How the Administrative Law Judge (ALJ) Determines Disability
Your Augusta disability attorney wants you to know and understand the basics concerning the process of how the ALJ determines a claimant’s disability. Common sense is not always used in this technical and complicated process. For instance, it is commonly believed that a disability determination will be obtained by anyone who is unable to work due to medical problems. Your Augusta disability attorney will tell you that in reality, according to the Social Security Administration (SSA), inability to work does not prove anything.
A determination of disability is quite distant from the “real world,” and has little bearing on the fact that your medical difficulties prevent employers from hiring you. The SSA does not look at whether or not you would be hired; it looks at whether or not you have the ability to do work. Therefore, you may need to show that you are incapable of performing a job for which you would never realistically be hired.
What You and Your Attorney Need to Prove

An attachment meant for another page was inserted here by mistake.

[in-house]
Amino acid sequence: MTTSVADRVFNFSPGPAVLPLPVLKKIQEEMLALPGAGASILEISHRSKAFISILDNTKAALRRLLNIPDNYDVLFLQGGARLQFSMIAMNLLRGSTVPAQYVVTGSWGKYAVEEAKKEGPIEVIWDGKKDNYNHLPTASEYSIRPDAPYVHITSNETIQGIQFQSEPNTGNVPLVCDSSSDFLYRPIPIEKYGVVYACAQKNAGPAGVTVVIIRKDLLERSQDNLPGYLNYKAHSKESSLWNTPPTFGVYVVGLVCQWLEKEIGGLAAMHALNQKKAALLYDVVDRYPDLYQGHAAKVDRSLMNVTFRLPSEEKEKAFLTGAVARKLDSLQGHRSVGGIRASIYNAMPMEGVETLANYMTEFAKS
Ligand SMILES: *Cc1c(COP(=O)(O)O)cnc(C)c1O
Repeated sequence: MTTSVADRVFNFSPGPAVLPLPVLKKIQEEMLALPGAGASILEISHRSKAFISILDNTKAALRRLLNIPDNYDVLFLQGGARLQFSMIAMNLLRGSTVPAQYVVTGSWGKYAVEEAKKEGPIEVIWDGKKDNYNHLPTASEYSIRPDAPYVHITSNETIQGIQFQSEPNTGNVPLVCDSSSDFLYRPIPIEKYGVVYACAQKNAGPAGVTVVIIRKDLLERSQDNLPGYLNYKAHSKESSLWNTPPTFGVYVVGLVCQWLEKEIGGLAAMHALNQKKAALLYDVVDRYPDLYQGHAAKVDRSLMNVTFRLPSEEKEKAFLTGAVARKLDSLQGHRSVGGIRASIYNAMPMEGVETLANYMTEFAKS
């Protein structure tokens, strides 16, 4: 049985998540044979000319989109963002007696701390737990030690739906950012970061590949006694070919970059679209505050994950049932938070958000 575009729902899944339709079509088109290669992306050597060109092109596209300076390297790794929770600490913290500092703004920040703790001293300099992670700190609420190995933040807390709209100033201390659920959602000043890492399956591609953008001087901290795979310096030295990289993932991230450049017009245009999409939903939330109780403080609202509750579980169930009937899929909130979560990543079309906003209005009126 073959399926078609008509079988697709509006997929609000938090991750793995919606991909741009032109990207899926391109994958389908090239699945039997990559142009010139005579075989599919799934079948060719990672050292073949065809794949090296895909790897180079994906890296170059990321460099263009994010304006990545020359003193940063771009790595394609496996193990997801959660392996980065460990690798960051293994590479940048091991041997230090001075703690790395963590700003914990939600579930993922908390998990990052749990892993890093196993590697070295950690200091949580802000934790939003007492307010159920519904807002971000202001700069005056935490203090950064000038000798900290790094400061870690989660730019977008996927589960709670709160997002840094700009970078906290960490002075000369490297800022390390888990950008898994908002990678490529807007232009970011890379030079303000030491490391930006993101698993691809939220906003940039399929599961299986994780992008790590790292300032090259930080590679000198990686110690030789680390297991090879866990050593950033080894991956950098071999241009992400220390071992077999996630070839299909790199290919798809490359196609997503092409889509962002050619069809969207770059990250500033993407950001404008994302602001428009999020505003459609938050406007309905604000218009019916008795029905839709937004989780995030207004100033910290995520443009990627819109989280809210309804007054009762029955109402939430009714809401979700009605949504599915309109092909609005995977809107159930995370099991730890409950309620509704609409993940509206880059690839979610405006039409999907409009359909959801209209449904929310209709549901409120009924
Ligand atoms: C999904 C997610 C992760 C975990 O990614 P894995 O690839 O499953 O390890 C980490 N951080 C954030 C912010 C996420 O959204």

Sometimes the ALJ will determine that you are disabled based on your medical condition alone. Usually however, your Augusta disability attorney must prove two things:
- You are incapable of doing any job you have performed in the last 15 years due to medical impairments; and
- Taking into account your education, age and employment experience, you are not able to perform many different jobs.
Therefore, you need to look back over the last 15 years and choose the easiest job you had. You must demonstrate that you are no longer able to perform that job, even if the company or job no longer is in business or exists—or, if it does exist, you must prove that you would never be hired for it again.
Proving that you cannot perform many other jobs due to your education, age and employment experience proves to be more complicated. Often, it boils down to demonstratingthat you are unable to perform jobs that you would never be hired for in the real world.
The term “totally and permanently disabled” is not applicable to SSD and SSI cases. The SSA only requires that you be disabled for 12 months and that your disability prevents you from performing jobs that exist in significant numbers nationally. It does not require that you beunable to perform any work. It is rare that a disability claimant is not able to perform any work at all.